A new home, and tourism in a post-Soviet landscape

I’ve moved into a flat – at the bottom of Andreyiivsky usviz – the historic street that leads down from one of Kyiv’s many golden domed cathedrals. Sacrificing practical considerations for romantic location, I now live in a nineteenth century building with dodgy pipework, wiring that wouldn’t look out of place in Delhi, and the best selection of street vendors selling Soviet antiques and Ukrainian crafts this side of Tashkent.

No sooner had I moved in than thousands of tiny ants also moved in…weirdly, the infestation was focused on two brand new, never been worn, items from Zara – both ended up crawling with little ants, but no other clothes on the same shelf were affected. My landlady arrived with ant killer and a tub of anti-wrinkle cream which she rolled into small balls and left inside on the window shelves. She doesn’t speak English, and my Ukrainian doesn’t stretch to quizzing her on this strange practice – I wondered whether it was the ant in anti-wrinkle that was to blame. She had previously taken me to show me where to fetch my water – you can’t drink the water from the taps so one has to buy it from the supermarket, unless you live handily close to a monastery with a supply of clean drinking water.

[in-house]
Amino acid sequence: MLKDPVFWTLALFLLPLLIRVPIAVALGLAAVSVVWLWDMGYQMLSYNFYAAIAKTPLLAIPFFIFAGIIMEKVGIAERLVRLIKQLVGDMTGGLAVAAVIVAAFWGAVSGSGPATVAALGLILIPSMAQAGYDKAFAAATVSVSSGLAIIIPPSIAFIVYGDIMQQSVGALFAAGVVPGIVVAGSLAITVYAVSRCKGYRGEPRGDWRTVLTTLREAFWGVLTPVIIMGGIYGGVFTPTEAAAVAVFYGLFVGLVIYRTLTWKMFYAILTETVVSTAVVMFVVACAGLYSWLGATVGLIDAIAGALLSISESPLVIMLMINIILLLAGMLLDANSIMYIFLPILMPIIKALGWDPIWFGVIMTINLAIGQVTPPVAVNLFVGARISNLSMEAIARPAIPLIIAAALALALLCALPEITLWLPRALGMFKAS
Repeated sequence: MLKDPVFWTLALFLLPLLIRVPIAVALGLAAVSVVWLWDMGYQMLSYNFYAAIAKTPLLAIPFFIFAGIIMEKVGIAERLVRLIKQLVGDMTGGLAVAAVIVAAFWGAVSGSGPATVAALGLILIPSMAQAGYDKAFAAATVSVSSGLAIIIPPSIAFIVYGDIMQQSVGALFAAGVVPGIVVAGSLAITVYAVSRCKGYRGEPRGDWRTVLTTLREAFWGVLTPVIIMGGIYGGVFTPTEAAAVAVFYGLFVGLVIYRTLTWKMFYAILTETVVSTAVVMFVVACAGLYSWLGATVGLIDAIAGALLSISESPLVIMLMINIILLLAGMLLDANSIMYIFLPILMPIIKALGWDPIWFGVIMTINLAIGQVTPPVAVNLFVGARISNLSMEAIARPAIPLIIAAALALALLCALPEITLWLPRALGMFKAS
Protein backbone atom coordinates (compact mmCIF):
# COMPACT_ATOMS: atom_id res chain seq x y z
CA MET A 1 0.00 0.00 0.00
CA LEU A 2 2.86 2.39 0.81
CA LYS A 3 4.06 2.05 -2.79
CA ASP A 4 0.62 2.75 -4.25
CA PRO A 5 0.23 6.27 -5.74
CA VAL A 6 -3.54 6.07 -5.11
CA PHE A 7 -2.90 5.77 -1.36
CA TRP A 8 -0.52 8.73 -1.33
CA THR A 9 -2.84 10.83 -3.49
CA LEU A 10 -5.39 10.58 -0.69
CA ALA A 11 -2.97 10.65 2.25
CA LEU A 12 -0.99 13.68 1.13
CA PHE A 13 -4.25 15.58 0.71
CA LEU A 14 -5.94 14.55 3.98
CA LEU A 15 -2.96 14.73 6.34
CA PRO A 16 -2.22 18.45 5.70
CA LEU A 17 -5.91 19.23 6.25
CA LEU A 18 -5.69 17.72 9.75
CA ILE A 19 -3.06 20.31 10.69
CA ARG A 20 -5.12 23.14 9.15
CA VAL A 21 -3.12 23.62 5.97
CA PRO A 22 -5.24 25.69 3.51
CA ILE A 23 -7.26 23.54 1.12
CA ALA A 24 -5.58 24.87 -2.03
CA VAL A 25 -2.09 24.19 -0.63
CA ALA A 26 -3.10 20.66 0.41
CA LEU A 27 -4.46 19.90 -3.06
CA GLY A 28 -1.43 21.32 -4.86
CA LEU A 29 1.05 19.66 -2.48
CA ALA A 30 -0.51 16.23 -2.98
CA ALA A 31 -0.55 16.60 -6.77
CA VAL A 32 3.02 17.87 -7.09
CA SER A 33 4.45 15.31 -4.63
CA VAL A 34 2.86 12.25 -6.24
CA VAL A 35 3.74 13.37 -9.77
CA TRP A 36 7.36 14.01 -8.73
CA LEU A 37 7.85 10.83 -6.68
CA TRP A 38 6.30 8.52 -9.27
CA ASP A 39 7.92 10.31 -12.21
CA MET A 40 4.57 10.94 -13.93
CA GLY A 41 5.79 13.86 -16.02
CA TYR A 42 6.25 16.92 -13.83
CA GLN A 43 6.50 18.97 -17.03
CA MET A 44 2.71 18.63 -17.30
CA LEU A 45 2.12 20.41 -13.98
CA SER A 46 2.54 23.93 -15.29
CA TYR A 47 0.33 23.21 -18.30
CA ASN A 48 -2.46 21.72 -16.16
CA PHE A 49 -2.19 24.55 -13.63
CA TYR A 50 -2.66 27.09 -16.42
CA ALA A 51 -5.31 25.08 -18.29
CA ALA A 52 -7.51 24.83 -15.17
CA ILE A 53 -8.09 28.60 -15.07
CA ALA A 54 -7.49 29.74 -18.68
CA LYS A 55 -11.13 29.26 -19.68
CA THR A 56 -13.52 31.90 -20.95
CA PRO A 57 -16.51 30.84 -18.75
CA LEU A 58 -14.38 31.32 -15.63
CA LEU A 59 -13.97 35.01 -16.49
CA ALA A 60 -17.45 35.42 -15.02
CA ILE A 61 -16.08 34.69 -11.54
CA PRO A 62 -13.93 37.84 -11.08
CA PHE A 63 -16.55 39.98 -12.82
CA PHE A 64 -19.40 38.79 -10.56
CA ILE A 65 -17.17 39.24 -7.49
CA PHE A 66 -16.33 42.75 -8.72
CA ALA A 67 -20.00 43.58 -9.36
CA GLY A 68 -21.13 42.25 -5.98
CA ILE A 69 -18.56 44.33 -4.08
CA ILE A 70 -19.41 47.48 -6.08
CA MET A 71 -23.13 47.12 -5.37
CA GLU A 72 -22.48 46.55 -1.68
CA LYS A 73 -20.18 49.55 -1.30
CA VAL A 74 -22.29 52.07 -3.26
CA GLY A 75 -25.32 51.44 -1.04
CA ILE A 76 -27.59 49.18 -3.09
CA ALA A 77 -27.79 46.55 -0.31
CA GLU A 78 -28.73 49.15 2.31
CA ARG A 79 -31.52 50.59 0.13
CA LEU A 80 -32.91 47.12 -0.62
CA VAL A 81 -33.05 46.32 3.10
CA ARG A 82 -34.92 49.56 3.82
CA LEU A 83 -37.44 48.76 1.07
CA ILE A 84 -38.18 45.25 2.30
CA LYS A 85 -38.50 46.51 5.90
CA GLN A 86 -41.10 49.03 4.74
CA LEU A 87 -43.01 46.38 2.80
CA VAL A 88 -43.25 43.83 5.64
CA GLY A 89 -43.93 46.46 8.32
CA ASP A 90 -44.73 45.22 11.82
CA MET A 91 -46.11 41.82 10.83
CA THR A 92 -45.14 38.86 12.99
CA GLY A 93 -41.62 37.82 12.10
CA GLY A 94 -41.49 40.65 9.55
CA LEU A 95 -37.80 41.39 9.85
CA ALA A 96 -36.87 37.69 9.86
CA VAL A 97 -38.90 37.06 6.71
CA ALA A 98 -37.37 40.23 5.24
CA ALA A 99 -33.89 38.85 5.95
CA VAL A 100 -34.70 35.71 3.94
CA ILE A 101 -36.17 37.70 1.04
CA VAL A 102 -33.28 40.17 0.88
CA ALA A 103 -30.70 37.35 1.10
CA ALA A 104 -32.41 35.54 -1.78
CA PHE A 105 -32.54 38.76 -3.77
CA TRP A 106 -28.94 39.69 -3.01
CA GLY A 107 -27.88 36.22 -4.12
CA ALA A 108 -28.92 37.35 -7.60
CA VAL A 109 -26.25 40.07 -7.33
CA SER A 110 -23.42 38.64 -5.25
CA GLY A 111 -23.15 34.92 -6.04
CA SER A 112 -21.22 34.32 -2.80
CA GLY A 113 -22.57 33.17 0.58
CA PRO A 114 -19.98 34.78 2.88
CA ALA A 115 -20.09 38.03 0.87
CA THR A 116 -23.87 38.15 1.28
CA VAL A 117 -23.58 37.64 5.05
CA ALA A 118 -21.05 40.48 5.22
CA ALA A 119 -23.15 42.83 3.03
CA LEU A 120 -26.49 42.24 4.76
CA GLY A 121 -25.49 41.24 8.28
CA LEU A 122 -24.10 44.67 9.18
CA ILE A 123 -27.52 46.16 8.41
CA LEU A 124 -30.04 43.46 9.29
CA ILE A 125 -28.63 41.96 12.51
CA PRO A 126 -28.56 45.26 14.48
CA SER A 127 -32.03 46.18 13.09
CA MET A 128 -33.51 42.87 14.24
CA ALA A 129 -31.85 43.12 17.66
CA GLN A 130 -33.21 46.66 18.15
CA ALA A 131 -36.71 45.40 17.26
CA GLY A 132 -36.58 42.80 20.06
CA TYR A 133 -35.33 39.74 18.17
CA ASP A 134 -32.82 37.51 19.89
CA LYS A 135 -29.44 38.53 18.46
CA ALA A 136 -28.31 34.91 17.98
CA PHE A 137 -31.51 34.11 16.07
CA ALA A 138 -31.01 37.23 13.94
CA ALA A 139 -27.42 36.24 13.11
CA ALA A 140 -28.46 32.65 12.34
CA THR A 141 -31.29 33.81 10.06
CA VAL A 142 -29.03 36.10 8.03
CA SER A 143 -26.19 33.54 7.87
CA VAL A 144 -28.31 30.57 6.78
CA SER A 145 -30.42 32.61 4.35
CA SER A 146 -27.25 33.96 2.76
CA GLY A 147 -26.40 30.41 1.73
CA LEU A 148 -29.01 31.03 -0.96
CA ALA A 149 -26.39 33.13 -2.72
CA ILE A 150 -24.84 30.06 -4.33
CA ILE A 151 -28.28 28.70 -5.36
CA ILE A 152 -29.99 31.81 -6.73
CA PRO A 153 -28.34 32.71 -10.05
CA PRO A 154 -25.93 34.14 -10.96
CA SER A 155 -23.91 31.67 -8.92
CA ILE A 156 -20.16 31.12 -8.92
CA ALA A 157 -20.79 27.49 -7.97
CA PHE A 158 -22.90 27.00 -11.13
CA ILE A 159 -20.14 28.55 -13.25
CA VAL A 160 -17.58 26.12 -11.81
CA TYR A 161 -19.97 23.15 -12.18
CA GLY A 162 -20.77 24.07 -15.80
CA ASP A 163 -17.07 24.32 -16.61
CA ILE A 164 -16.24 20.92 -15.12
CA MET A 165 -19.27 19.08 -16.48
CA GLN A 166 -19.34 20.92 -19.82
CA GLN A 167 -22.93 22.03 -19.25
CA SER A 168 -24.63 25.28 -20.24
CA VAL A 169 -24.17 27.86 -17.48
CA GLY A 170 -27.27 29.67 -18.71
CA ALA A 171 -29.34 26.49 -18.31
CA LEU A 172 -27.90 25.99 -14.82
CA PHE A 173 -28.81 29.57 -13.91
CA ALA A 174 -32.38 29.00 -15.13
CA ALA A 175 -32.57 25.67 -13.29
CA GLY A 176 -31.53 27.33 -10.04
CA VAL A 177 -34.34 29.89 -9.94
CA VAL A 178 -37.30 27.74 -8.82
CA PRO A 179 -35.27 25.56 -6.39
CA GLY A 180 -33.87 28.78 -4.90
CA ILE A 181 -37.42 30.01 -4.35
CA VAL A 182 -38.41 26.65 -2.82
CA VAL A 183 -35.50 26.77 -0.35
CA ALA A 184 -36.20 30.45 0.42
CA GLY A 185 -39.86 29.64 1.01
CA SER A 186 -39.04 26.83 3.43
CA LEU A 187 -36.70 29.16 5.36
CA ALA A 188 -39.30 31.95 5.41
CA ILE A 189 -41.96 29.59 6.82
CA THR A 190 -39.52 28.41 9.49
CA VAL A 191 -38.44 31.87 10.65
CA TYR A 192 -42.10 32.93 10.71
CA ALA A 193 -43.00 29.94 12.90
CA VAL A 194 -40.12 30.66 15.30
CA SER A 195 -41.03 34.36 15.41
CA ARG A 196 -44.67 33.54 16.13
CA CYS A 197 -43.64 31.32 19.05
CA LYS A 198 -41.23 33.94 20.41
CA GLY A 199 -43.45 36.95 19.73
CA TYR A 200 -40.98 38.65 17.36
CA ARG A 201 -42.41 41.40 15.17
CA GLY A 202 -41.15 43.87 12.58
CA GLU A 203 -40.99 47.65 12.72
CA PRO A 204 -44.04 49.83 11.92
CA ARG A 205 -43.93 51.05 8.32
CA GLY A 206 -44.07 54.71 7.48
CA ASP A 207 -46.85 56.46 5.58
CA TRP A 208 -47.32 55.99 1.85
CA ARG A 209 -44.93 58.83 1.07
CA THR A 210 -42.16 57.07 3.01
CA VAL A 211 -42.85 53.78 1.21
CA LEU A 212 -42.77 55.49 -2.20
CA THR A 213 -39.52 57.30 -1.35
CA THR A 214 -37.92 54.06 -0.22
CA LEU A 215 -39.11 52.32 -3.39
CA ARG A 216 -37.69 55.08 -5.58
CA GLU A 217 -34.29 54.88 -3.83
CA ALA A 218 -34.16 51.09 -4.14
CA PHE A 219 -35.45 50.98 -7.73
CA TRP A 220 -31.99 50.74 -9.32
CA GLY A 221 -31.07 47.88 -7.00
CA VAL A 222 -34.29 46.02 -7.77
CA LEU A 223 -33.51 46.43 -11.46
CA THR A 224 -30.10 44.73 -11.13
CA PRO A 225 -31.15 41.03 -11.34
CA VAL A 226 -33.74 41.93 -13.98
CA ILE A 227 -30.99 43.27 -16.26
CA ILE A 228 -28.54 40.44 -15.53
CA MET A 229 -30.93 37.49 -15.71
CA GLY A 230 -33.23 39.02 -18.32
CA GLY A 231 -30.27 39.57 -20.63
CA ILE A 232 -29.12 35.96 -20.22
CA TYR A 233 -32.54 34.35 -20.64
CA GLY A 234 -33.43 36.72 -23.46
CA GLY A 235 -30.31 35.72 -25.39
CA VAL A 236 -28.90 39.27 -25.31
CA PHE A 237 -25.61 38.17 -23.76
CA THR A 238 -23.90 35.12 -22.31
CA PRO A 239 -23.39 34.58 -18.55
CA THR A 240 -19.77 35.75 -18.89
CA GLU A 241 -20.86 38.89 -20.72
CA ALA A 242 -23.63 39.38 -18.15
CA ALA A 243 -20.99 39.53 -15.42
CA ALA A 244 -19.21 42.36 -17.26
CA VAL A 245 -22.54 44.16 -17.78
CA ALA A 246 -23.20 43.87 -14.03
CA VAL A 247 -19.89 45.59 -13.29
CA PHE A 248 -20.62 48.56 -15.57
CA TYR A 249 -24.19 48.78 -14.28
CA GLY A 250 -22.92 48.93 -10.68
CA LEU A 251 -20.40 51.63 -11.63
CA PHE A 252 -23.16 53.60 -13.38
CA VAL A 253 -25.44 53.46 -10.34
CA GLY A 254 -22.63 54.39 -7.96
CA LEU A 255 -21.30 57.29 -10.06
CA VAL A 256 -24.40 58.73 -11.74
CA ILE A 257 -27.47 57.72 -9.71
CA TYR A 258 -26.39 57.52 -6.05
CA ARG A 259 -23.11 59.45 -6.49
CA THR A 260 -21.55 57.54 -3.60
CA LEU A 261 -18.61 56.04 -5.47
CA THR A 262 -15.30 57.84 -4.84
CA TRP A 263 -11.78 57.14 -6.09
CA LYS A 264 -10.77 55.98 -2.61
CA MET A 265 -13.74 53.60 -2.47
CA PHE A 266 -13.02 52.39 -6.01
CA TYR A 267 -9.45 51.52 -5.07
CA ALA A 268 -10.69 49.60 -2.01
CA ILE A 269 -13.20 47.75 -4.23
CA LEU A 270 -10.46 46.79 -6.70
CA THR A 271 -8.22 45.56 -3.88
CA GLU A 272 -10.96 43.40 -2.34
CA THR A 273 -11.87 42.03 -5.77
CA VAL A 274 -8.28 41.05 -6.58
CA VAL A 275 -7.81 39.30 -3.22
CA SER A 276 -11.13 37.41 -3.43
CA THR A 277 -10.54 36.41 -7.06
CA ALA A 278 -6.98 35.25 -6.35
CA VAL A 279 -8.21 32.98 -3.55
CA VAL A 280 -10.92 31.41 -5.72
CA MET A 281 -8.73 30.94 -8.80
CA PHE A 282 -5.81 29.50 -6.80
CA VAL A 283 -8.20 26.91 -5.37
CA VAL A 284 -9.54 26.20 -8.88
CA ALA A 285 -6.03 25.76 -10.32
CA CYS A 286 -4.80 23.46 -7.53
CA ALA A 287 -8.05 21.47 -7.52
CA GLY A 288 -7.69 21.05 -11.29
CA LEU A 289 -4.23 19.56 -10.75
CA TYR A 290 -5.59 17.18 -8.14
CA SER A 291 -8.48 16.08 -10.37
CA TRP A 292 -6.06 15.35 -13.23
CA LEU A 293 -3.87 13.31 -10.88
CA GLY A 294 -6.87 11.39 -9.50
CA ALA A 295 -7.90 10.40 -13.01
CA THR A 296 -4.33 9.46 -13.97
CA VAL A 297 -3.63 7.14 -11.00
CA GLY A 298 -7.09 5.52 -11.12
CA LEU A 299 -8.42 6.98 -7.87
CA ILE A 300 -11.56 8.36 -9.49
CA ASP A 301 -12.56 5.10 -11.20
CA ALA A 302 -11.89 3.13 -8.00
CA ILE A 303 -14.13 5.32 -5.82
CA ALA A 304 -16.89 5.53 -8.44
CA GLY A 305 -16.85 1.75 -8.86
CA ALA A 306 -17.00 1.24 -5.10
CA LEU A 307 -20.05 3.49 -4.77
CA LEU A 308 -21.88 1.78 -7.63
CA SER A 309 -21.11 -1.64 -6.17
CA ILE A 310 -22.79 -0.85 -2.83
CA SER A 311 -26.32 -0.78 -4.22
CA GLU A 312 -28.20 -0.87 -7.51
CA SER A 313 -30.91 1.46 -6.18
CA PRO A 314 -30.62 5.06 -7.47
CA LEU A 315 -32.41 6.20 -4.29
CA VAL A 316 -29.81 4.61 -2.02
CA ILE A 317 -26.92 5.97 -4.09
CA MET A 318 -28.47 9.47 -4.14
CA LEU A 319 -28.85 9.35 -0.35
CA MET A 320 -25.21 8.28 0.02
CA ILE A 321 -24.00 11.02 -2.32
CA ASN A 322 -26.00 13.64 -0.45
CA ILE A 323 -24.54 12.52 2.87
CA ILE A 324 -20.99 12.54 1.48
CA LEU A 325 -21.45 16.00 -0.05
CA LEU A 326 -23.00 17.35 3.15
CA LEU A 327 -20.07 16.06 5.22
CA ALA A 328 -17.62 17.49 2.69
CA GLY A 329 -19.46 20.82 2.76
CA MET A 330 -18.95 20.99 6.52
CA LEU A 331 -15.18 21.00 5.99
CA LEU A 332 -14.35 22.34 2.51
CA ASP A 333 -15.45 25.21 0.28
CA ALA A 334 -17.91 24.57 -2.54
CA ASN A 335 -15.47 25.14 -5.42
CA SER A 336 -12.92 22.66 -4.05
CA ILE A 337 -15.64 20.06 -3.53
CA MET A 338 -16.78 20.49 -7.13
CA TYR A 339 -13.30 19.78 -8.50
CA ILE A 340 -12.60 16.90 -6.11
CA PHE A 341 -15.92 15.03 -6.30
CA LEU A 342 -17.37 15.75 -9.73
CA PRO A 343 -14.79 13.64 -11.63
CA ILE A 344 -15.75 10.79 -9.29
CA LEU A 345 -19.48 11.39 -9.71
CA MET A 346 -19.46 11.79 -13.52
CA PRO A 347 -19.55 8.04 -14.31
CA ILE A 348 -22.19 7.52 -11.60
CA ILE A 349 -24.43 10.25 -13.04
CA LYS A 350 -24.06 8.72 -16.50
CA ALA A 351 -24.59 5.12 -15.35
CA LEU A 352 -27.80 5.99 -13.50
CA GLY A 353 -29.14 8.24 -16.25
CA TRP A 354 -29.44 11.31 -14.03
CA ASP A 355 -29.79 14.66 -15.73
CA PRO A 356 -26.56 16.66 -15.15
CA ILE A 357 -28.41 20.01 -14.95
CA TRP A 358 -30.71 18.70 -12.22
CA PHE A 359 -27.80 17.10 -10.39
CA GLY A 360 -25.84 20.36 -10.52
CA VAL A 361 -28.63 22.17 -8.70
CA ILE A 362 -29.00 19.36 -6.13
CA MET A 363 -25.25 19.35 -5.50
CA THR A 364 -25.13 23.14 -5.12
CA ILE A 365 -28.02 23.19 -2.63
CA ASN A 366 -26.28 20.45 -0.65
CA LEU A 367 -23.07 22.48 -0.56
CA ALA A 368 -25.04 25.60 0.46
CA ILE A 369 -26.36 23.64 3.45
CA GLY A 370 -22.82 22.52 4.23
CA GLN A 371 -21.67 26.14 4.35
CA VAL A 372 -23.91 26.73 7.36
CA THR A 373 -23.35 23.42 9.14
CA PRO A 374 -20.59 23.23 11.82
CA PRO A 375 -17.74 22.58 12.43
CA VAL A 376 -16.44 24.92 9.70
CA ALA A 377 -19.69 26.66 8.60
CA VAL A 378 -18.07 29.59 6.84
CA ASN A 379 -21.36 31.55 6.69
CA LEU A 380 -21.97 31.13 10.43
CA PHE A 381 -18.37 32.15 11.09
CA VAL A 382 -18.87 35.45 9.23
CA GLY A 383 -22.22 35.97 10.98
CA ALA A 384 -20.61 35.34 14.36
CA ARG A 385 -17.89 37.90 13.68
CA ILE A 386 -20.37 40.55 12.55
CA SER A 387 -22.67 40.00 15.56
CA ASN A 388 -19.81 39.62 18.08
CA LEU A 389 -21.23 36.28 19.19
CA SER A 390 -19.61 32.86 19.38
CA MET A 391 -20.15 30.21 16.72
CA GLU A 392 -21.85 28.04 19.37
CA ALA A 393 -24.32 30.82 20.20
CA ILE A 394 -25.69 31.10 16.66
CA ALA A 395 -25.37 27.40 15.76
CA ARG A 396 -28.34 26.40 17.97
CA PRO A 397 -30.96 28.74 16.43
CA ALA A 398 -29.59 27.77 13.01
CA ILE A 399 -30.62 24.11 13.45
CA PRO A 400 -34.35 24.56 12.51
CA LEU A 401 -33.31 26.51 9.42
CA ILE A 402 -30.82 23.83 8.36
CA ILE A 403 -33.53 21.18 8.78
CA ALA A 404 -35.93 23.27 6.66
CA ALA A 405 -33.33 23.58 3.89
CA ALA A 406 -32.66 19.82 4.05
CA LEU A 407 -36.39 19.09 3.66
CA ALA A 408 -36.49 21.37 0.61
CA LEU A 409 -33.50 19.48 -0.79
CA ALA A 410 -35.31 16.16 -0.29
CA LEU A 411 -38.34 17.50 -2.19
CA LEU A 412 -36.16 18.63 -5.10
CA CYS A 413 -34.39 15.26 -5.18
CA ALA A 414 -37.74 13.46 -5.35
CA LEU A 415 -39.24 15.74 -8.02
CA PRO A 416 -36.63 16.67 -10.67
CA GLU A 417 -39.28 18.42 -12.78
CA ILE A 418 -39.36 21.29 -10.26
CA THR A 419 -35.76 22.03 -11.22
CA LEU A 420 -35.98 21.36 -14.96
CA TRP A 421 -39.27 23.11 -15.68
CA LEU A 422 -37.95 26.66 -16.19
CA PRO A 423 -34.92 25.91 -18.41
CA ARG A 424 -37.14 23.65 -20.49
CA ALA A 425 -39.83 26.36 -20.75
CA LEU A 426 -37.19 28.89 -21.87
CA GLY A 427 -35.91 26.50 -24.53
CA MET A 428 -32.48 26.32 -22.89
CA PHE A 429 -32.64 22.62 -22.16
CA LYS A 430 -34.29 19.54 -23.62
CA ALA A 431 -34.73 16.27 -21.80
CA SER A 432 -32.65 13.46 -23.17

I visited the Lavra, Ukraine’s most historically significant religious location – a service was in full swing with beautiful singing drifting across the site. (And I’m struggling with sizing my photos so bear with me as I get to grips with blogging).

Picture of view across the river Dnipro in Kyiv

Church, monastery gardens & the river Dnipro, KyivPicture of the cathedral at the Lavra

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4 thoughts on “A new home, and tourism in a post-Soviet landscape

  1. Ah, Ms Pugh, so good to hear from you. Love the Golden Domes, the boiler warning – when are you going out AK47 shooting and Tank riding? Kyiv looks a lot greener than I’d expected…. I want to hear and see lots more. xx

  2. A new home, and tourism in a post-Soviet landscape – lispugh

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